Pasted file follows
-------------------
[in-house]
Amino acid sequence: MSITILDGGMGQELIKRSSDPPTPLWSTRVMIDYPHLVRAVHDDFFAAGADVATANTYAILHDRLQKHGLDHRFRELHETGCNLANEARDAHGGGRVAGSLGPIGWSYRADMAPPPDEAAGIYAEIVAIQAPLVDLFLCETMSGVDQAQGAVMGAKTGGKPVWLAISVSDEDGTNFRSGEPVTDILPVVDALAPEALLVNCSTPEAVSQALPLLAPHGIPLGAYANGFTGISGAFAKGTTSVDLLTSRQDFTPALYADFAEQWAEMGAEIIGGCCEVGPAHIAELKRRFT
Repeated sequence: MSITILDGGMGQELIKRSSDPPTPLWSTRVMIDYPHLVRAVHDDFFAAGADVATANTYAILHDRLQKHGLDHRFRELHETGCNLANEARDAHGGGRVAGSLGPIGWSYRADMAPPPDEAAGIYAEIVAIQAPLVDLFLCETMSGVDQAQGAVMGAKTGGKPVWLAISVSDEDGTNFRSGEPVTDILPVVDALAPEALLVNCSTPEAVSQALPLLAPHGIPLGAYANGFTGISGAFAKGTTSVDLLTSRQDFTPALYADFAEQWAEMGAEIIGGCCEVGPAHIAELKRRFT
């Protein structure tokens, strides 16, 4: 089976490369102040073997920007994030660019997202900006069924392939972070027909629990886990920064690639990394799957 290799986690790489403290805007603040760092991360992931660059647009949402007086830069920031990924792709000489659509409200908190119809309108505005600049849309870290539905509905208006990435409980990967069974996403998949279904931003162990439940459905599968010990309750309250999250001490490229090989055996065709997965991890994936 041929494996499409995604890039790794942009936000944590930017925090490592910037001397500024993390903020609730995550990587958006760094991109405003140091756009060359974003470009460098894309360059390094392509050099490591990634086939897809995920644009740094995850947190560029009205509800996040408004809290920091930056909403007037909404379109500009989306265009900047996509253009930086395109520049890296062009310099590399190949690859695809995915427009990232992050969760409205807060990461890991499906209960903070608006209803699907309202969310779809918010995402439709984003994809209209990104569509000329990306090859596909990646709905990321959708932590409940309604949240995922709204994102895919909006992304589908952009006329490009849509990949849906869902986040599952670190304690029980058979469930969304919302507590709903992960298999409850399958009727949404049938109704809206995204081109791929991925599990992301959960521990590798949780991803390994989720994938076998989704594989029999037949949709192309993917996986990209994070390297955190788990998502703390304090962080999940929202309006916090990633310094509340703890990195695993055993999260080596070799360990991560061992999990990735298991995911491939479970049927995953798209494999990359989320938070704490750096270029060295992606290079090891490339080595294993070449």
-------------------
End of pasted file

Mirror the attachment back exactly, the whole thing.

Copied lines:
[in-house]
Amino acid sequence: MSITILDGGMGQELIKRSSDPPTPLWSTRVMIDYPHLVRAVHDDFFAAGADVATANTYAILHDRLQKHGLDHRFRELHETGCNLANEARDAHGGGRVAGSLGPIGWSYRADMAPPPDEAAGIYAEIVAIQAPLVDLFLCETMSGVDQAQGAVMGAKTGGKPVWLAISVSDEDGTNFRSGEPVTDILPVVDALAPEALLVNCSTPEAVSQALPLLAPHGIPLGAYANGFTGISGAFAKGTTSVDLLTSRQDFTPALYADFAEQWAEMGAEIIGGCCEVGPAHIAELKRRFT
Repeated sequence: MSITILDGGMGQELIKRSSDPPTPLWSTRVMIDYPHLVRAVHDDFFAAGADVATANTYAILHDRLQKHGLDHRFRELHETGCNLANEARDAHGGGRVAGSLGPIGWSYRADMAPPPDEAAGIYAEIVAIQAPLVDLFLCETMSGVDQAQGAVMGAKTGGKPVWLAISVSDEDGTNFRSGEPVTDILPVVDALAPEALLVNCSTPEAVSQALPLLAPHGIPLGAYANGFTGISGAFAKGTTSVDLLTSRQDFTPALYADFAEQWAEMGAEIIGGCCEVGPAHIAELKRRFT
């Protein structure tokens, strides 16, 4: 089976490369102040073997920007994030660019997202900006069924392939972070027909629990886990920064690639990394799957 290799986690790489403290805007603040760092991360992931660059647009949402007086830069920031990924792709000489659509409200908190119809309108505005600049849309870290539905509905208006990435409980990967069974996403998949279904931003162990439940459905599968010990309750309250999250001490490229090989055996065709997965991890994936 041929494996499409995604890039790794942009936000944590930017925090490592910037001397500024993390903020609730995550990587958006760094991109405003140091756009060359974003470009460098894309360059390094392509050099490591990634086939897809995920644009740094995850947190560029009205509800996040408004809290920091930056909403007037909404379109500009989306265009900047996509253009930086395109520049890296062009310099590399190949690859695809995915427009990232992050969760409205807060990461890991499906209960903070608006209803699907309202969310779809918010995402439709984003994809209209990104569509000329990306090859596909990646709905990321959708932590409940309604949240995922709204994102895919909006992304589908952009006329490009849509990949849906869902986040599952670190304690029980058979469930969304919302507590709903992960298999409850399958009727949404049938109704809206995204081109791929991925599990992301959960521990590798949780991803390994989720994938076998989704594989029999037949949709192309993917996986990209994070390297955190788990998502703390304090962080999940929202309006916090990633310094509340703890990195695993055993999260080596070799360990991560061992999990990735298991995911491939479970049927995953798209494999990359989320938070704490750096270029060295992606290079090891490339080595294993070449």